Samuel Peralta: The Physics of Poetry
“A poet looks at the world a little differently from others, and so does a scientist. I am very fortunate to be both. I find beauty in the cosmological consequences of dark matter, as much as I do in the written and spoken word. I appreciate the beauty in Heisenberg’s principle as much as Matisse’s economy of line. I’m probably one of the few poets in the world who literally dreams about tensor equations.”
~Samuel Peralta, physicist and award-winning author of Sonata Vampirica
by Samuel Peralta
Tonight I will draw over
the pencilled lines of the wings again,
not being able to hide them
the way the legs were hidden,
shadowed in flight behind the reeds.
Where my hand shakes,
there will be the hint of where
a sudden gust had startled it
as it began its rise;
where steady, the long neck
arches, as in a dance.
Just so, the reeds bend back
beneath the rush of wings
that are not there yet,
and where the long legs
come out from wading,
the waters circle back,
ripple after shimmering ripple.
Heron, alone and unchanging,
you are a moon whose two sides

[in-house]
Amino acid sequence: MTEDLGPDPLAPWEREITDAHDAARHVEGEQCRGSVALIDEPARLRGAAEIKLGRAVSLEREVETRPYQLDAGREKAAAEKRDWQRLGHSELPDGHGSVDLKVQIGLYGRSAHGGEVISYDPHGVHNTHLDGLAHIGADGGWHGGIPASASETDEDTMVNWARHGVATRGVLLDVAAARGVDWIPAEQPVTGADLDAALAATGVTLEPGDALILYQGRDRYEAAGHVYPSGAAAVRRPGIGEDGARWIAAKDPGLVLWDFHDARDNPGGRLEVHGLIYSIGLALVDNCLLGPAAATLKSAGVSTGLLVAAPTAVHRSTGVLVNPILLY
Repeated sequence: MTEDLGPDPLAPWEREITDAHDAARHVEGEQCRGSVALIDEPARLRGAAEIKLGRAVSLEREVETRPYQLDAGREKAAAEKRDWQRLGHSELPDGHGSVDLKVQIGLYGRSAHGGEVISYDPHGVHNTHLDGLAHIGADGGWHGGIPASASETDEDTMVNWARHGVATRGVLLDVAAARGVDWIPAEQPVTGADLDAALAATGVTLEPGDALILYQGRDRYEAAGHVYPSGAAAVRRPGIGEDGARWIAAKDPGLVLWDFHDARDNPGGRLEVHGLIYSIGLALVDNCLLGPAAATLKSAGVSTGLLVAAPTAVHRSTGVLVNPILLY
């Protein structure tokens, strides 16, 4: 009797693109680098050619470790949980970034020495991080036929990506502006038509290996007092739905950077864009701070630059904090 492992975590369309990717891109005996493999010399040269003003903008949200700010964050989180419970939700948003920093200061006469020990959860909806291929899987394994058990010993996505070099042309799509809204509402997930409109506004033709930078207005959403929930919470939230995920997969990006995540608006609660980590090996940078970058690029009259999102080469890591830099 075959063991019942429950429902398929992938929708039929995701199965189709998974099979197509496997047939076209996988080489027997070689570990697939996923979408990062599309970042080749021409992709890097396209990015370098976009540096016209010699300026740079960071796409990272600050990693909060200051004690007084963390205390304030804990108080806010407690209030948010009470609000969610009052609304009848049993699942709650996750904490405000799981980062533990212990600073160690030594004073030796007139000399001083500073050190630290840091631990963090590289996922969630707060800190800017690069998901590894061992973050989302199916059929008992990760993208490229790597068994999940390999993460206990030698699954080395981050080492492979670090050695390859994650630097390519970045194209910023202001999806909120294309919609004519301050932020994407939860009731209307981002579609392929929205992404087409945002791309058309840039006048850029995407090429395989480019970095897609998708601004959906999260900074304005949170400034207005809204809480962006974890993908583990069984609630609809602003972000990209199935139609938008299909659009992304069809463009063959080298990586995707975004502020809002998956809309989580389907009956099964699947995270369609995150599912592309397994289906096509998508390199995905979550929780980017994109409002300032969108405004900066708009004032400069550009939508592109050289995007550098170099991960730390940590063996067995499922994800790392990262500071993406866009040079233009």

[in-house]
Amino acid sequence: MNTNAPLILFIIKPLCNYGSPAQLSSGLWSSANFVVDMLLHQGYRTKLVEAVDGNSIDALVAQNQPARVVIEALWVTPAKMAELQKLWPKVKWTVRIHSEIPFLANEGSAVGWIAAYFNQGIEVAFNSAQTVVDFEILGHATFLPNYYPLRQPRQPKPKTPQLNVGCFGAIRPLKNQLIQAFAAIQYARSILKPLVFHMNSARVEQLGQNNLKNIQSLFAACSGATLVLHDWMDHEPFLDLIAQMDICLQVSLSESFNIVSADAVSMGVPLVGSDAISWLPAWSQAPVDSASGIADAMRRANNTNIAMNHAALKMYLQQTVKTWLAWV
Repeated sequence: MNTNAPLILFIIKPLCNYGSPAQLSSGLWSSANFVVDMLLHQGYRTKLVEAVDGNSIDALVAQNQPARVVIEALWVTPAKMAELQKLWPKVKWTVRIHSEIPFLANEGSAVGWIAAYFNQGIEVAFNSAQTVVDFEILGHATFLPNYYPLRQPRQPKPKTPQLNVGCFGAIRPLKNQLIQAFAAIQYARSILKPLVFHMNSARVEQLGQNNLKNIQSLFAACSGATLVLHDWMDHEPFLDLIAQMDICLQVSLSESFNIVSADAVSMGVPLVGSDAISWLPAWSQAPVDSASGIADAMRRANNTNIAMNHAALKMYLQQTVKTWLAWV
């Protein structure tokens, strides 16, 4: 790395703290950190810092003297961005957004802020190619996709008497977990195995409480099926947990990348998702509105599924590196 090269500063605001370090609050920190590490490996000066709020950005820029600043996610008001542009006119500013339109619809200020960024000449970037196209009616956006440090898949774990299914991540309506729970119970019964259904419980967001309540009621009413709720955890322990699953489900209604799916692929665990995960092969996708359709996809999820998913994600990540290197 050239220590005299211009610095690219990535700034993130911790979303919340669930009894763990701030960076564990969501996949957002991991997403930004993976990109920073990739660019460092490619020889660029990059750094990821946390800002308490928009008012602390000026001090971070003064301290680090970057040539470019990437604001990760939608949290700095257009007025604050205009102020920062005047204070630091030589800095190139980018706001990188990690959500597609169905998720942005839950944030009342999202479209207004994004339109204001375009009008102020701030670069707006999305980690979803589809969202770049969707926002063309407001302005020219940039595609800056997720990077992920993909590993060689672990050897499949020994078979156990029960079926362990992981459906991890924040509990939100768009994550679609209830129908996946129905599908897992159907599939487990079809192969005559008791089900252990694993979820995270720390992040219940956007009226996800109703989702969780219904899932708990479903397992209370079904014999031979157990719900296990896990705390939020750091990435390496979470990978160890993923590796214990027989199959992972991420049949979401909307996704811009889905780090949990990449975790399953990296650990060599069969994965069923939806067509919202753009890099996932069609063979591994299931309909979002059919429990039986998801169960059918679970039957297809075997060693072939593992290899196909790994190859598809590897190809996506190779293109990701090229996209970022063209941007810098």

are forever dark.
the secret hidden in the heart,
the river’s grain, the whisper,
the unseen tree
fallen in the forest,
and this uncertain moment
fading into stillness…
Shadowless, in shadow,
rising from the waters
like a dream.
It probably shouldn’t come as such a surprise that physicist Samuel Peralta is also a poet. After all, his father was an archaeologist and his mother a painter.
“At the same age I was writing couplets for my mom, I was building working typewriters with Legos,” Peralta tells us. “When I was a finalist in the Scholastic Writing Awards, I was also a finalist in my school’s Science Fair. When I got my PhD in physics, I won a prize in the UK Poetry Society competition.”
Recently, fellow Canadian poet, Salvatore Ala, profiled earlier in Combustus magazine’s “In Pursuit of the Sublime,” interviewed Peralta, as the first in a new series of poet-to-poet interviews.
INTERVIEW with SAMUEL PERALTA by SALVATORE ALA
Salvatore Ala: One of the first things that struck me about your wonderful poetry was the clarity of your language and imagery, like the contrasting imagery of your beautiful poem “Black Rock Light,” which closes with that masterful final image “… the freeze frame/of the iceberg ignites and lingers/captured in the daguerreotype of dream.” Was this clarity something natural to you or something you’ve cultivated and mastered?
Samuel Peralta: First of all, thanks to you, and to Deanna Piowaty, for the opportunity to talk about my work. Thank you as well for your kind words. Clarity of language and imagery doesn’t come easily. Years of editing experience make it seem natural, but poetry demands a higher level of precision in language and imagery that needs to be worked at, cultivated, honed.